When working with real oceanographic data sets, there are often gaps. One way of handling them is to fill them with NaN, and then write functions that treat NaNs however we desire. For example, we might want calculate the mean of all values that are not NaN. In some such cases, there is already a numpy function to do this type of calculation: numpy now includes `nanmean`

, `nanmax`

, `nanmin`

, `nanargmax`

, `nanargmin`

, `nanstd`

, `nanvar`

, and `nansum`

. The use of NaN as a bad value flag is typical in Matlab code.

Numpy, however, provides an alternative way to handle missing data: the `numpy.ma`

module, with its `MaskedArray`

subclass of the fundamental `numpy.ndarray`

class. There are a few rough edges in `numpy.ma`

, but it has some substantial advantages over relying on NaN, so I use it extensively. It is well supported in Matplotlib, and is used by default in the netCDF4 package.

Advantages of masked arrays include:

- They work with any type of data, not just with floating point.
- They can lead to simpler, more concise code.

Regardless of the degree to which you end up using masked arrays in your own code, you will encounter them, so you need to know at least a few things about them. This notebook barely scratches the surface. For a thorough introduction, see the numpy reference docs for ma. And, of course, check the docstrings directly as you are reading or writing code.

Suppose you are using a library that reads a file (e.g., netCDF) and returns the results as a masked array. Or, perhaps it might return either an ndarray or a masked array. Further, suppose you want to do your work with NaN-filled ndarrays. Here is an example of how you can ensure you end up with a floating point array in which
`np.nan`

replaces originally masked values, if any:

In [1]:

```
import numpy as np
# Later we will use random number sequences.
rng = np.random.default_rng(2020)
# make an example of an 8-bit integer masked array:
x = np.ma.array([1, 100, 2, 3], mask=[False, True, False, False],
dtype=np.int8)
print("The input integer masked array is:")
print(x)
xnan = np.ma.filled(x.astype(float), np.nan)
print("Converted to double precision, with nan:")
print(xnan)
```

We first used the `astype(float)`

method call to generate a double precision array. (In this case we could also use single precision with no loss of accuracy.) This method is available to ndarrays and to masked arrays, so it would work even if x were an ndarray. Next, this floating point array is used as the first argument to the `np.ma.filled`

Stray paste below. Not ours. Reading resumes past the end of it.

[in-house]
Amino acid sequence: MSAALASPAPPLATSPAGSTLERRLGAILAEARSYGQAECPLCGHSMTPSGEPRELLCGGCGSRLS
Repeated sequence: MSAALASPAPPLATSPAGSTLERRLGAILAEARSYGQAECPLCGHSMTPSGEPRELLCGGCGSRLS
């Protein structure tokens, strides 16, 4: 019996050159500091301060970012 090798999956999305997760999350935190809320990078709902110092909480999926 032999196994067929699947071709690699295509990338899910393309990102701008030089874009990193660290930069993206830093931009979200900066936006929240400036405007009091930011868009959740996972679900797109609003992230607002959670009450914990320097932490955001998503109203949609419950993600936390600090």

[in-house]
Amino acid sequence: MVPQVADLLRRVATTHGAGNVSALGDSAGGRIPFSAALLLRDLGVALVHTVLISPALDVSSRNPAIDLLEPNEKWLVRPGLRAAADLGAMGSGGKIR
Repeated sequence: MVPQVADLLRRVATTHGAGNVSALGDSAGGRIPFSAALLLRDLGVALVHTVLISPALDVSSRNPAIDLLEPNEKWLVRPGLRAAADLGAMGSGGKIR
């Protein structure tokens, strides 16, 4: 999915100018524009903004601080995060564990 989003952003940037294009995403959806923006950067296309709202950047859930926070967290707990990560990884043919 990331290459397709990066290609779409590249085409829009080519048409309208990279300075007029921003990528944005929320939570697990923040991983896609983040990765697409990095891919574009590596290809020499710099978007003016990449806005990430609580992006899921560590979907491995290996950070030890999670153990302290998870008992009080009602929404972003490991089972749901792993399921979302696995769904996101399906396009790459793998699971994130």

function, which returns an ndarray of the same dtype, but with its second argument used to replace the masked values. If its first argument is already an ndarray, `np.ma.filled`

returns that argument unchanged.

There are other ways of accomplishing this nan-filled conversion, sometimes more efficiently (that is, without copying the data unnecessarily), but the method above is adequate for now.

Now let's see how we can *take advantage* of masked arrays instead of immediately converting them into ndarrays.

If we have input that might be a masked array or an ndarray, possibly with NaN and/or inf values, we can start by converting, if necessary, to a masked array:

In [2]:

```
# sample input ndarray:
x = np.array([1.0, 2.5, np.nan, 1.3, np.inf, 7.2])
print("input array with bad values:")
print(x)
xm = np.ma.masked_invalid(x)
print("masked version:")
print(xm)
```

The masked array has nearly all of the methods that an ndarray has, and a few special ones of its own. For example, to find out how many unmasked values it contains, there is the `count`

method:

In [3]:

```
print("xm has", xm.count(), "unmasked values")
```

To extract an ndarray containing only the unmasked values, use the `compressed`

method:

In [4]:

```
print("unmasked values are", xm.compressed())
```

For both ndarrays and masked arrays, there are often functions that correspond to methods, and vice versa. An advantage of using methods is that they inherently "do the right thing"--the method of a masked array includes functionality to deal with the mask. With both methods and functions, it is not always obvious when the returned object will be an ndarray and when it will be a masked array, so when it matters it is wise to check, either with a test or by reading the documentation.

Sometimes it is useful to extract the mask, perhaps to use for masking another variable. Use the `np.ma.getmaskarray`